I promised I would address this particular publication in a new post, as it has got lost in a long and winding discussion that came out of the last post. Here is the link to the full text of the publication which was published in August this year:
And here is a link to the kind of media interpretation that this article invoked:
Or the BBC
The paper was written by a group of researchers from Imperial College London. Imperial is a premier research institution, so anything that comes out of it should be taken seriously even when it is published in Frontiers of Psychology, a less than premier journal. However, in spite of the source of the research, namely Imperial, the tone that at least one of the researchers adopts towards NDE experiences reveals a distinctly unscientific approach.
“But it’s bullshit. It’s classic pseudoscience,” says Robin Carhart-Harris, who designed the Psychedelic Research Group study with Chris.
This was a reference to Eben Alexander’s book and claims. Now I am not a wild fan of Alexander’s NDE account, and the publicity it generated, but to dismiss it as “bullshit” shows a chronic bias against the possibility that NDEs are a “supernatural” or genuinely religious phenomenon. If you start a research project with that assumption, then you are unlikely to draw unbiased conclusions.
To be fair, the paper itself does not read as badly as it might given the tone of the author in the interview. The study was designed to assess the similarity between the experience of taking the psychedelic drug DMT, with an NDE. To do this they used the Greyson scale, the scale devised by one of the fathers of NDE research, which includes 15 different elements most commonly associated with NDEs. These include tunnels, bright light OBE etc etc. They assessed how much overlap there was in terms of level of experience and range. Their findings revealed that DMT induced an experience which bore similarities to an NDE, with significant overlap on Greyson scores compared to previously published data on those who had experienced actual NDEs. There were a few exceptions, such as less reported life reviews, no point of no return etc, but in general many of the elements of NDEs were reported by subjects taking DMT.
While the original paper does not go so far as to say that this proves that NDEs are hallucinations induced by the release of various hormones and neurotransmitters in the brain at the time of dying, this is most definitely the tone adopted by the Wired article, and certainly appears to be what at least one of the authors believes.
I view things differently. While it is obvious there are some similarities between the two experiences, there are some important differences, some of which I briefly alluded to above. The lack of the kind of detailed life reviews that NDE experiencers report when compared with these DMT induced experiences is significant. If someone is about to potentially die, and a life review is a part of that process, then it makes sense that someone who is not close to death would not have one. This in some ways, using a bit of twisted logic, provides a bit of validation of the fact that NDEs are real. But you could only draw that conclusion if you viewed the research produced by this group through the biased lens that we believers view things.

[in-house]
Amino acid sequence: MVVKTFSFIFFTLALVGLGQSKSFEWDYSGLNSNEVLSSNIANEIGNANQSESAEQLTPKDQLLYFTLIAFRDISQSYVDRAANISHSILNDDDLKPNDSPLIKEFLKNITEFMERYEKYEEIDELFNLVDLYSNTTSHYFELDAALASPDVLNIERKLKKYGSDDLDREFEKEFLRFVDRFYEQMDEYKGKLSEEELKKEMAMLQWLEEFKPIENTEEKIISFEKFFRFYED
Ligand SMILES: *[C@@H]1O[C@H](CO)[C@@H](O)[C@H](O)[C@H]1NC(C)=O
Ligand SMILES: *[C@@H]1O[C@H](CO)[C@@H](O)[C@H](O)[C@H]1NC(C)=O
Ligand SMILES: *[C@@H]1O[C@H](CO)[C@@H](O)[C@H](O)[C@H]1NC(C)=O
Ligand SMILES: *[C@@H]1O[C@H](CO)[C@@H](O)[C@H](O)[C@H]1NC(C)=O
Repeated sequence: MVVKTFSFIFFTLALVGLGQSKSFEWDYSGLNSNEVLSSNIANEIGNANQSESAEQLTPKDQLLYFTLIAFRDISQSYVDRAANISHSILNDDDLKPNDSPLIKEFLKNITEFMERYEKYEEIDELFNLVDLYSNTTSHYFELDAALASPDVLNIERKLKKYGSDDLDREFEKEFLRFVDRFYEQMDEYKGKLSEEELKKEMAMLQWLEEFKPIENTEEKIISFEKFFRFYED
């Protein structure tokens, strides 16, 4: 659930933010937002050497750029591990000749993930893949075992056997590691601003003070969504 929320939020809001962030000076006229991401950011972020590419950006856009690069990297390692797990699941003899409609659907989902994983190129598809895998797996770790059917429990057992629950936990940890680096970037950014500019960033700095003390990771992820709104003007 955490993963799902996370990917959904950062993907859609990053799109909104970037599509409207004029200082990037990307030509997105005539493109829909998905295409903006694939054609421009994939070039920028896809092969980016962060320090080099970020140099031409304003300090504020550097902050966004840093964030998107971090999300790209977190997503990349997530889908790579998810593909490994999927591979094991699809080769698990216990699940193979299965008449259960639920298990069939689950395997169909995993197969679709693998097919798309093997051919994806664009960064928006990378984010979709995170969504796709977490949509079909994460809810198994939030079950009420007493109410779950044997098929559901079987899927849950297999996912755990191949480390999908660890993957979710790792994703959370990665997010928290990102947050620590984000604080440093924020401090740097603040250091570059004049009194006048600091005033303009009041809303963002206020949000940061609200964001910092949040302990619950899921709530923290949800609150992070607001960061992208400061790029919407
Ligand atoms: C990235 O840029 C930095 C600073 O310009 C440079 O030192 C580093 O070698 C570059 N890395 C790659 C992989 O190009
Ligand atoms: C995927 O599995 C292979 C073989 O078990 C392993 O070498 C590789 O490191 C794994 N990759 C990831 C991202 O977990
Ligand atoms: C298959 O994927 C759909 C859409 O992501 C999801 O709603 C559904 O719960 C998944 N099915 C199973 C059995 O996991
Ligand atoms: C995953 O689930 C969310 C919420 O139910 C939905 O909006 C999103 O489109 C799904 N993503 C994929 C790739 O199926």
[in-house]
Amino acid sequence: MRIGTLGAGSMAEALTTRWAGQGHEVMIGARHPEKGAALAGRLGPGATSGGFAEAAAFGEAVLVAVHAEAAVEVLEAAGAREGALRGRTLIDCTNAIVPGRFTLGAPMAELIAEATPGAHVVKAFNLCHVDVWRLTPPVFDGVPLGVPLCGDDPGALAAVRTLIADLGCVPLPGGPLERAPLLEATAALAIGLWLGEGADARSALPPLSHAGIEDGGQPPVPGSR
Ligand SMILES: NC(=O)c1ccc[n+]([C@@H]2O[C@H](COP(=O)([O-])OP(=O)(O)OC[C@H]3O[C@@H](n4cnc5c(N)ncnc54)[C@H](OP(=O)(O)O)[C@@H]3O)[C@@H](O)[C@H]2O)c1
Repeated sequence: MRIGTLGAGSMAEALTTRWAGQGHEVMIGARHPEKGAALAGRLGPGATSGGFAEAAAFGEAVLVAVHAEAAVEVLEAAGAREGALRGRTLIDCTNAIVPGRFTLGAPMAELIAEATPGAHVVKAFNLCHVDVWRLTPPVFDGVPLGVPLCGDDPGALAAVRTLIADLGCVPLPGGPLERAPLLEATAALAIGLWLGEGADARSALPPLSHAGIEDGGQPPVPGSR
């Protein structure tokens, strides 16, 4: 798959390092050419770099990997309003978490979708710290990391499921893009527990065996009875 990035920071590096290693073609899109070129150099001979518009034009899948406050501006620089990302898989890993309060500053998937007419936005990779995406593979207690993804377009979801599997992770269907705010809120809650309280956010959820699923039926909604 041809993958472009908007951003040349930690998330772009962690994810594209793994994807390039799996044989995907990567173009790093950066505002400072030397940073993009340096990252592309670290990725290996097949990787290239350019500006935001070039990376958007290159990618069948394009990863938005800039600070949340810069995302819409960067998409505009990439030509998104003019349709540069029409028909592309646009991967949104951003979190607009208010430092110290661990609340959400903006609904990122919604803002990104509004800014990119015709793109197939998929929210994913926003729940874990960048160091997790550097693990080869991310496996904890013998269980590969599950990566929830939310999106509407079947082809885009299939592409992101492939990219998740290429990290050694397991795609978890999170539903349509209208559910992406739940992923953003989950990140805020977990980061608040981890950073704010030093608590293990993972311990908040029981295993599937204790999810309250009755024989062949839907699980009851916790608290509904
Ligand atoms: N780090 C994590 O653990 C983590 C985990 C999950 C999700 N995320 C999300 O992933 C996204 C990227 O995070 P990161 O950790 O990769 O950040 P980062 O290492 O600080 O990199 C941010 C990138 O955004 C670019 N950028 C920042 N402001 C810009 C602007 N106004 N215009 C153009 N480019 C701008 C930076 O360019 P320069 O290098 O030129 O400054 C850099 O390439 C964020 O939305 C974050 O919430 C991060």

The truth is, that you could interpret the data from this study in two completely different ways according to your own world view, and both interpretations would be consistent with the findings of the study.
As a reminder, the essence of the key finding was that taking DMT induces an experience which has significant similarity to an NDE.
The first way you could interpret this data is the way in which Wired magazine and the author have – namely that due to this similarity, this shows that NDEs are just a psychedelic experience produced entirely by the chemical activity of the brain.
The other way that that the data could be interpreted is that DMT disrupts the “anchoring” mechanism of the consciousness to the brain, and thereby causes temporary erratic separations of the conscious from the physical brain, but while the patient is alive and fully technically conscious. Here is a quote from one of the subjects:
“It’s probably the most intense experience I’ve had,” says Iona. “[The sense that] birth and death were just a transformation rather than an end was something that felt true.”
It is entirely consistent with the data from the study to suggest that DMT could indeed cause just the kind of disruption that I describe above. If the brain is just a host of the conscious then pumping a brain full of a drug that is neurotoxic may indeed cause the association with the brain to loosen, and for that conscious to briefly dip into “other realms”. The researcher dismisses this idea out of hand, but provides no rationale for making that assertion.
Ultimately, the evidence from this study is valid, but the conclusions drawn by the researchers themselves in the interview and the media may indeed be “bullshit”, and entirely the result of atheistic bias. At the end of the day, the study, while intriguing, is a great big “nothing burger” in terms of providing evidence that NDEs are not a “supernatural” phenomenon.